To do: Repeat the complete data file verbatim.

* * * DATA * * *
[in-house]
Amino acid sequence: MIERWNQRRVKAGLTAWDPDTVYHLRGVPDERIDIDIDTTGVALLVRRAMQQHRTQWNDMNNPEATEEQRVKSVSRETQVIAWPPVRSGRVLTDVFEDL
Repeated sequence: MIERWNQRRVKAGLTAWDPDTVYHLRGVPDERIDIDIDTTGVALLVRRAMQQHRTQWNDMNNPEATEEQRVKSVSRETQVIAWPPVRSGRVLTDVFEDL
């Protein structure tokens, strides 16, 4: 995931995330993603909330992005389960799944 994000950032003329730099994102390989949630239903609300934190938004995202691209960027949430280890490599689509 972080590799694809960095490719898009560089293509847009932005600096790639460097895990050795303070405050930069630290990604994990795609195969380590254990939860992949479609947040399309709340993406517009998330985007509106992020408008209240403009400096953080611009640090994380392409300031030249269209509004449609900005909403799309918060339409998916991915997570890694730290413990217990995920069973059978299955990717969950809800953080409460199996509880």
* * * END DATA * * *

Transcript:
[in-house]
Amino acid sequence: MIERWNQRRVKAGLTAWDPDTVYHLRGVPDERIDIDIDTTGVALLVRRAMQQHRTQWNDMNNPEATEEQRVKSVSRETQVIAWPPVRSGRVLTDVFEDL
Repeated sequence: MIERWNQRRVKAGLTAWDPDTVYHLRGVPDERIDIDIDTTGVALLVRRAMQQHRTQWNDMNNPEATEEQRVKSVSRETQVIAWPPVRSGRVLTDVFEDL
């Protein structure tokens, strides 16, 4: 995931995330993603909330992005389960799944 994000950032003329730099994102390989949630239903609300934190938004995202691209960027949430280890490599689509 972080590799694809960095490719898009560089293509847009932005600096790639460097895990050795303070405050930069630290990604994990795609195969380590254990939860992949479609947040399309709340993406517009998330985007509106992020408008209240403009400096953080611009640090994380392409300031030249269209509004449609900005909403799309918060339409998916991915997570890694730290413990217990995920069973059978299955990717969950809800953080409460199996509880």